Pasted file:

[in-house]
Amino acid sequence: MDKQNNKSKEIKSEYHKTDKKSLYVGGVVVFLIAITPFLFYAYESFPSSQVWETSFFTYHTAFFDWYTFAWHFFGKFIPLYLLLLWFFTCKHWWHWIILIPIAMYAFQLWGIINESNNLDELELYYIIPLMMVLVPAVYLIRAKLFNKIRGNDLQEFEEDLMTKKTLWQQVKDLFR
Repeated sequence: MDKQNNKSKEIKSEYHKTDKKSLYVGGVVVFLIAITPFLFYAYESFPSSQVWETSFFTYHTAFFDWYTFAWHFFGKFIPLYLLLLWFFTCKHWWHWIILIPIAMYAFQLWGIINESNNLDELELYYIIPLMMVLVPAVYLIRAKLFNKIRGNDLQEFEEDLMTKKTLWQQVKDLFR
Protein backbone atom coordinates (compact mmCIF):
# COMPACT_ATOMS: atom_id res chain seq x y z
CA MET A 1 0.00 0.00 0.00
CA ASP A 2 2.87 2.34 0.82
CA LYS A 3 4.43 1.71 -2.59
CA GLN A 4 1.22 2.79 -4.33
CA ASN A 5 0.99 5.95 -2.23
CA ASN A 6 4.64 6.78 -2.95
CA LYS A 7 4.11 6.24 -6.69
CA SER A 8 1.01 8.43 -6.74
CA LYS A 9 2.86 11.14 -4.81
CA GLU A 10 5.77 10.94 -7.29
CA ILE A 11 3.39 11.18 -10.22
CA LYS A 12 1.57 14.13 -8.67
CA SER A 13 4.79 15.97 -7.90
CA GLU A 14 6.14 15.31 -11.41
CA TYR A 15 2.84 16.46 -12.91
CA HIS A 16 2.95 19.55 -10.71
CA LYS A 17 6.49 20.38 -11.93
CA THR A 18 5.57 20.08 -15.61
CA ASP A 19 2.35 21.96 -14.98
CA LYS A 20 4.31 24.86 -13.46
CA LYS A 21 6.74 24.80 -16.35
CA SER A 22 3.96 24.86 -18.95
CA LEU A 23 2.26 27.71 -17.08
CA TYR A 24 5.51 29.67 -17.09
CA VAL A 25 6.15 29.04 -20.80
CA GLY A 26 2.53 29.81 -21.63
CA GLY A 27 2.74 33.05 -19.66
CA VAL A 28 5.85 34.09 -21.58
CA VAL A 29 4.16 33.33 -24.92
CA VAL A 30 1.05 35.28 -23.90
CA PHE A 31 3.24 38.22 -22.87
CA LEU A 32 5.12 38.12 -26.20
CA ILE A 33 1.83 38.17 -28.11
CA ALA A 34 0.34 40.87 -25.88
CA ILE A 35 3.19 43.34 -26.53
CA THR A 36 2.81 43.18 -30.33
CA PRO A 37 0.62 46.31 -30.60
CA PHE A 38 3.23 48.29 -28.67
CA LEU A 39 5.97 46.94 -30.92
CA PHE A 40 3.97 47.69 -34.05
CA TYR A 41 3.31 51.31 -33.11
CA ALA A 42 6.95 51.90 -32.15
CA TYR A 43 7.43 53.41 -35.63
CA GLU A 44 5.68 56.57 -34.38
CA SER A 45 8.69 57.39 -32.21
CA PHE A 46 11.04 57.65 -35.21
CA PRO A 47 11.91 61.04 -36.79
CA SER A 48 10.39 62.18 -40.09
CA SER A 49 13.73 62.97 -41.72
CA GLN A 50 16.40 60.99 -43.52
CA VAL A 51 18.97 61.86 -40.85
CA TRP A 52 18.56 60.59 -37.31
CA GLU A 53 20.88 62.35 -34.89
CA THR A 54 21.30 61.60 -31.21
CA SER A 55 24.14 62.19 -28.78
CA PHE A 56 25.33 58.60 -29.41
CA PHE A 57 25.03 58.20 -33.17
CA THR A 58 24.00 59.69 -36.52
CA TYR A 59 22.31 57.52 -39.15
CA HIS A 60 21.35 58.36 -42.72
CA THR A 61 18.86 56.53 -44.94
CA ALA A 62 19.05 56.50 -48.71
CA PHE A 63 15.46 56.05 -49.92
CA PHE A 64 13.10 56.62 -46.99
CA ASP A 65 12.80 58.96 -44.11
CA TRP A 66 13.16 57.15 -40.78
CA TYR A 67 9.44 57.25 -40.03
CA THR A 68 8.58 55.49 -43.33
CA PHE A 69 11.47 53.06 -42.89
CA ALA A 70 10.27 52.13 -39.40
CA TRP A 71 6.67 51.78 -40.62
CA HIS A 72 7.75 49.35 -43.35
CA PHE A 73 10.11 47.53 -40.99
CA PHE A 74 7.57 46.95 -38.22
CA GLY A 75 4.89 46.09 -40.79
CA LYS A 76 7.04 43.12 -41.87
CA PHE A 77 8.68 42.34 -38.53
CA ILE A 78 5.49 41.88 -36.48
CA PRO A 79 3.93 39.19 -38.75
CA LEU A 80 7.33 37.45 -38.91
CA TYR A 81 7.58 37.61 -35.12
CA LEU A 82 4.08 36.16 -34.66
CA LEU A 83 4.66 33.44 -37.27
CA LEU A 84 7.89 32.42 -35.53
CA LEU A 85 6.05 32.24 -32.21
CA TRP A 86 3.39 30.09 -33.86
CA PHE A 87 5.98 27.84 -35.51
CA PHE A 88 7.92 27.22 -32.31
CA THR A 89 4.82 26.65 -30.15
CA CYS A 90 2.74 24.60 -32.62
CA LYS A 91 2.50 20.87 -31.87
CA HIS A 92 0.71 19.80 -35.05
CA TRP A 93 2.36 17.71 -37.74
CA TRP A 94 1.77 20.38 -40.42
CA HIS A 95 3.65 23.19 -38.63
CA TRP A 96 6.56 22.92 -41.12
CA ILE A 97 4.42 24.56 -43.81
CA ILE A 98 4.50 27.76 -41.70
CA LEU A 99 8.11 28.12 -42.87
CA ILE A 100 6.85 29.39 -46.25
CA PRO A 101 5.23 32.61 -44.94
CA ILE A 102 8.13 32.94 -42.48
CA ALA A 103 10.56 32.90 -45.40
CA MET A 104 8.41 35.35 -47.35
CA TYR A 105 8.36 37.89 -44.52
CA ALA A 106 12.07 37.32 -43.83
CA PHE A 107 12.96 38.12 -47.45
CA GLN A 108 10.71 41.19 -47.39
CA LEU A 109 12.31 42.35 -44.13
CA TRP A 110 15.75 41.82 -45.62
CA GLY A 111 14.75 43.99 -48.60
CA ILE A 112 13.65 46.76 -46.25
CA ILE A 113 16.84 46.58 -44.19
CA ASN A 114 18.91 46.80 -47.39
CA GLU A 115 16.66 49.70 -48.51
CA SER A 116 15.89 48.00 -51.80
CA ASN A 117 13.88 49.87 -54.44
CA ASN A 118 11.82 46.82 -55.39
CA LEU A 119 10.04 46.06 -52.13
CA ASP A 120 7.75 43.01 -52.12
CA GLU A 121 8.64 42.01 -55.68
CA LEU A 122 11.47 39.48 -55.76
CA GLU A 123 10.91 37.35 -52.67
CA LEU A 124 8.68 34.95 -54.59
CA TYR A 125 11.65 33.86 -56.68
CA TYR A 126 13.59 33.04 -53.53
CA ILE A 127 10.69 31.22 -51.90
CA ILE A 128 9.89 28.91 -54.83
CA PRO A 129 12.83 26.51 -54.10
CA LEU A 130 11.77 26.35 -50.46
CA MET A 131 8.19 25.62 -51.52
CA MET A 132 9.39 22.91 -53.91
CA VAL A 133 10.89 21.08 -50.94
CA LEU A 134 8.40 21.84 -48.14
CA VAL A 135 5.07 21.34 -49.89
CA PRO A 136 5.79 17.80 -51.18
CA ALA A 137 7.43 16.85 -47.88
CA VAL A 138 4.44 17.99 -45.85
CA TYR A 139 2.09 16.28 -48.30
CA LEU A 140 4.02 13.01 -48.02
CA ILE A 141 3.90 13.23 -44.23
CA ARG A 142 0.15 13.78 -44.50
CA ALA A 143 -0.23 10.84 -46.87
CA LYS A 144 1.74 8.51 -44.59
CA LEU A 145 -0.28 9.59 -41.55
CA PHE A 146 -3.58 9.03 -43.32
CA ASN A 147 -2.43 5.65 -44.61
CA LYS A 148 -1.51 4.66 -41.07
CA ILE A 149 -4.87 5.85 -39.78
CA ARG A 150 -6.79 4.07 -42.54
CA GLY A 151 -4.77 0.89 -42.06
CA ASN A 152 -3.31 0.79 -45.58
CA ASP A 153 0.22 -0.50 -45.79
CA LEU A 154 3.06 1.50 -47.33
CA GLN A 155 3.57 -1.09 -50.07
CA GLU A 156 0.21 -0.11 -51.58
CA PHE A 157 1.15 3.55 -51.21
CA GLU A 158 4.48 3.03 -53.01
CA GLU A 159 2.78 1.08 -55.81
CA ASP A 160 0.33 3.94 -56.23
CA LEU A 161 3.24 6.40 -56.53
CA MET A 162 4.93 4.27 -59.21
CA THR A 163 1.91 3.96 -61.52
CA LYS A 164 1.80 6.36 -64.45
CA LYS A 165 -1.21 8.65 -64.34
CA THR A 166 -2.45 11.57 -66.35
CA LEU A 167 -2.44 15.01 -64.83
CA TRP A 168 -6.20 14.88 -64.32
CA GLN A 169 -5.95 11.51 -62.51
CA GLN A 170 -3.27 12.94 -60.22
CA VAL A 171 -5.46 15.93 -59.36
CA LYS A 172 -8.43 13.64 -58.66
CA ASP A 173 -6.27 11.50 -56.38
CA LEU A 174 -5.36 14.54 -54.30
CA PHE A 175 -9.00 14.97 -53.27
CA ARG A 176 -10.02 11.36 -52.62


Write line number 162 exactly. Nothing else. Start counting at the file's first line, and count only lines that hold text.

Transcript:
CA PHE A 157 1.15 3.55 -51.21